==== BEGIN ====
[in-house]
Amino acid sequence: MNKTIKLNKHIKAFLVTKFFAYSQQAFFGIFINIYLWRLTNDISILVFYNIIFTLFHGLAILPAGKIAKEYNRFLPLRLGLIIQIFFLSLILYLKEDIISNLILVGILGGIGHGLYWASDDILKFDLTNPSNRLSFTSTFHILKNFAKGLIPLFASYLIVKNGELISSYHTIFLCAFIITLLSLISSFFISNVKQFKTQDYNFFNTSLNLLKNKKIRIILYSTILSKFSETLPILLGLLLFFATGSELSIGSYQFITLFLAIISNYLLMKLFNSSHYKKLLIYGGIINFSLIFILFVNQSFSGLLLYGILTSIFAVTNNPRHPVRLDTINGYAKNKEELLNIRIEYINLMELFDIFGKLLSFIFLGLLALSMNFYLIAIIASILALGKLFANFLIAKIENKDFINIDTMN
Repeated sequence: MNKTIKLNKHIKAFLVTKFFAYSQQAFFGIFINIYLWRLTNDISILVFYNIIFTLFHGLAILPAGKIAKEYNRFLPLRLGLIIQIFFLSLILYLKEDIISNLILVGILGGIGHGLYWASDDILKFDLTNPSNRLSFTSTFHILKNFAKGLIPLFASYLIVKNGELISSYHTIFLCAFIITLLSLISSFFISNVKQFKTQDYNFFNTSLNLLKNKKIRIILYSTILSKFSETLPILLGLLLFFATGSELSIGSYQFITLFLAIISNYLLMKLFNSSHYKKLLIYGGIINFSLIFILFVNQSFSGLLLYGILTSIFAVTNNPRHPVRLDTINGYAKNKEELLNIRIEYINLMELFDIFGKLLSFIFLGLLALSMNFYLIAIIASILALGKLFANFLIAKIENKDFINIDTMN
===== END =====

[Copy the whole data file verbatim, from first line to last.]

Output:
[in-house]
Amino acid sequence: MNKTIKLNKHIKAFLVTKFFAYSQQAFFGIFINIYLWRLTNDISILVFYNIIFTLFHGLAILPAGKIAKEYNRFLPLRLGLIIQIFFLSLILYLKEDIISNLILVGILGGIGHGLYWASDDILKFDLTNPSNRLSFTSTFHILKNFAKGLIPLFASYLIVKNGELISSYHTIFLCAFIITLLSLISSFFISNVKQFKTQDYNFFNTSLNLLKNKKIRIILYSTILSKFSETLPILLGLLLFFATGSELSIGSYQFITLFLAIISNYLLMKLFNSSHYKKLLIYGGIINFSLIFILFVNQSFSGLLLYGILTSIFAVTNNPRHPVRLDTINGYAKNKEELLNIRIEYINLMELFDIFGKLLSFIFLGLLALSMNFYLIAIIASILALGKLFANFLIAKIENKDFINIDTMN
Repeated sequence: MNKTIKLNKHIKAFLVTKFFAYSQQAFFGIFINIYLWRLTNDISILVFYNIIFTLFHGLAILPAGKIAKEYNRFLPLRLGLIIQIFFLSLILYLKEDIISNLILVGILGGIGHGLYWASDDILKFDLTNPSNRLSFTSTFHILKNFAKGLIPLFASYLIVKNGELISSYHTIFLCAFIITLLSLISSFFISNVKQFKTQDYNFFNTSLNLLKNKKIRIILYSTILSKFSETLPILLGLLLFFATGSELSIGSYQFITLFLAIISNYLLMKLFNSSHYKKLLIYGGIINFSLIFILFVNQSFSGLLLYGILTSIFAVTNNPRHPVRLDTINGYAKNKEELLNIRIEYINLMELFDIFGKLLSFIFLGLLALSMNFYLIAIIASILALGKLFANFLIAKIENKDFINIDTMN